And so Great Britain has decided to leave the EU.
This is surely an incredibly important and historic event the consequences of which are not yet clear.

What we already do know is that in the short term nothing will in fact change until Great Britain chooses the legal mechanism to formalize its departure from the EU. Until then, all agreements and treaties will remain in force.

Evaluating the situation from the IP perspective, no change should occur in the short term.
Still, the political choices that Great Britain will decide to pursue in establishing future relations with the EU will greatly impact IP rights as well.

For example, at present Great Britain is a party to the European trademark and design system handled by the EUIPO (previously OHIM), i.e. the European Office responsible for the registration of European trademarks and designs.

What will happen when the procedures for the separation of Great Britain from the EU will be activated?

It is very likely that procedures will be put in place for the conversion of European trademarks and designs into national British ones.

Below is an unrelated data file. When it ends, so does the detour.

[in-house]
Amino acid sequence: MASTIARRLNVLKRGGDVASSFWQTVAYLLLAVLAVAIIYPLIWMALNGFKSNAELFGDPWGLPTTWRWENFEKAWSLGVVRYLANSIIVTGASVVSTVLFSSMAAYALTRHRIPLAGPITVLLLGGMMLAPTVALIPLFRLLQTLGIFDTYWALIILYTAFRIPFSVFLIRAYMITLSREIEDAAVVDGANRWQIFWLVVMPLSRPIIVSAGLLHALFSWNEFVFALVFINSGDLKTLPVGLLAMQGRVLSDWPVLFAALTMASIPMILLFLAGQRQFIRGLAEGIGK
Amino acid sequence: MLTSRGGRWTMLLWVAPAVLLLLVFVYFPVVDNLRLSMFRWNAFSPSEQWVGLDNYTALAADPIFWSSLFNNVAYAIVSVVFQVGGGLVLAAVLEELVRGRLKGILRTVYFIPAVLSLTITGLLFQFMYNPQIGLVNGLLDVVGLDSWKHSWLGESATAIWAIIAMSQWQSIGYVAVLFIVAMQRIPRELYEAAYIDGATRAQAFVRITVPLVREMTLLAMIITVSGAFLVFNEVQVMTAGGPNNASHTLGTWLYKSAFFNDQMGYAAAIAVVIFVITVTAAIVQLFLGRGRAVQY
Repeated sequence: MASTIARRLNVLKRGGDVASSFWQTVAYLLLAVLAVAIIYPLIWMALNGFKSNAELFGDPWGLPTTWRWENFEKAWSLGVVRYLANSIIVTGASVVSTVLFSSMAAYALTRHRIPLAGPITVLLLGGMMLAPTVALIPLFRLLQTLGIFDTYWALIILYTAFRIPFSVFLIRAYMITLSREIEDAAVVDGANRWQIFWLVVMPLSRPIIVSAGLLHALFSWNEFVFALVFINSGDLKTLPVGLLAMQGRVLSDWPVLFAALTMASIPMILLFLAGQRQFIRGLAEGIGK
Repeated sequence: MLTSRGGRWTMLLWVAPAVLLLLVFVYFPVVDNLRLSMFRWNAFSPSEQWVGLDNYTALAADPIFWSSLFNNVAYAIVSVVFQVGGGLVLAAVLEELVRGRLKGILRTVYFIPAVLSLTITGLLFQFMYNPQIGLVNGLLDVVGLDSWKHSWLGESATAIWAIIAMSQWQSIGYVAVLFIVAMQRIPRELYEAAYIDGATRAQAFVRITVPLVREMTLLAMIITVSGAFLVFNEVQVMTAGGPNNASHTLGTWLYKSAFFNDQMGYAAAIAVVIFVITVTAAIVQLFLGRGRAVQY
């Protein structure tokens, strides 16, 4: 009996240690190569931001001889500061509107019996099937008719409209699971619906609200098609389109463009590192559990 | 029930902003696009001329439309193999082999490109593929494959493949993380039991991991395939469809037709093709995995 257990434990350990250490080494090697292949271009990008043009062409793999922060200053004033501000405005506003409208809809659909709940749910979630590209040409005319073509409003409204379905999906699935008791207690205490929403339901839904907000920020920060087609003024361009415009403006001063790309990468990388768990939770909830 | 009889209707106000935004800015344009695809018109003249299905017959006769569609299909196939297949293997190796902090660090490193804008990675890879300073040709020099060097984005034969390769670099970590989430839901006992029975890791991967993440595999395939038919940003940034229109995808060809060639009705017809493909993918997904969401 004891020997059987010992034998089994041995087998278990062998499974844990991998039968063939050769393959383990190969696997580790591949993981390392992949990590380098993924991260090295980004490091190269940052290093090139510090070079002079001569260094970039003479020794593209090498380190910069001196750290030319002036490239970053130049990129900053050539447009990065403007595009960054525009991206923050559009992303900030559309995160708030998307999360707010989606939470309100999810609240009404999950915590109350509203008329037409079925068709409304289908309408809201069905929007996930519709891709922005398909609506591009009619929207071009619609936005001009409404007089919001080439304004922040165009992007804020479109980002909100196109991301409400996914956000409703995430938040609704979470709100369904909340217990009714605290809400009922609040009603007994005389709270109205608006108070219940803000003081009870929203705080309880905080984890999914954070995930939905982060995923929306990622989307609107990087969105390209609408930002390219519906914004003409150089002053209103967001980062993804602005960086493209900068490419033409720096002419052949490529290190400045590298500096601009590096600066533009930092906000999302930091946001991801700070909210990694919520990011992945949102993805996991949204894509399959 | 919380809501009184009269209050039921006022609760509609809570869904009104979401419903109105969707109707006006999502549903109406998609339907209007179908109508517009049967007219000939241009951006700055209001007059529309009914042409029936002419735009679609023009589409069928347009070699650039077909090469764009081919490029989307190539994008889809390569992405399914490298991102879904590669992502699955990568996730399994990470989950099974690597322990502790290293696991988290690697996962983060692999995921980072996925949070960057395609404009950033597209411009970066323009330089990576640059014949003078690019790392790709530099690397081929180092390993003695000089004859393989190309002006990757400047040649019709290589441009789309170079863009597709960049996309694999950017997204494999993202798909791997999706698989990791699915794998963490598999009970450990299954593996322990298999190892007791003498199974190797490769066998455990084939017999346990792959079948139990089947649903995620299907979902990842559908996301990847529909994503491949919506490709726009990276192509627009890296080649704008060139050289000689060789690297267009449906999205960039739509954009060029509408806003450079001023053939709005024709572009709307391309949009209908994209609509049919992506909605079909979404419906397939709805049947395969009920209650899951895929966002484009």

But what will happen to trademarks that have never been used in Great Britain but benefited from use in other European countries and could therefore not be canceled for non-use until now?

And what about patents?
Great Britain is one of the founders of the EPC, the European patent system handled by the European Paten Office in Munich, Germany.
Considering that the EPC is a supranational treaty and is not linked to the EU system, nothing should change in that regard.

Nonetheless, one of the ambitious plans of the EU is to add to the present EPC system an alternative and complementary system called the Unitary Patent system (UPS), which should allow quicker and less costly grant of Unity patents and the handling of patent lawsuits in a unified manner at the European level.

The new system should have entered into force in 2017, following the ratification by 13 EU member states, necessarily including Germany, France and Great Britain.

What will happen now that Great Britain will no longer be a part of the EU?

Furthermore, within the UPS London had been designated as the location of the central division of the Unified Patent Court competent for patent lawsuits relating to pharmaceuticals and biotechnology.

What will happen to this venue now? Maybe Italy will benefit, as it is the fourth most important patent filer in Europe and Milan had been proposed as a possible venue in the race for the central division.

There will doubtlessly be many interesting developments in Europe in the months to come, even just looking at the specific world of IP. We’ll see how the next chapters go!

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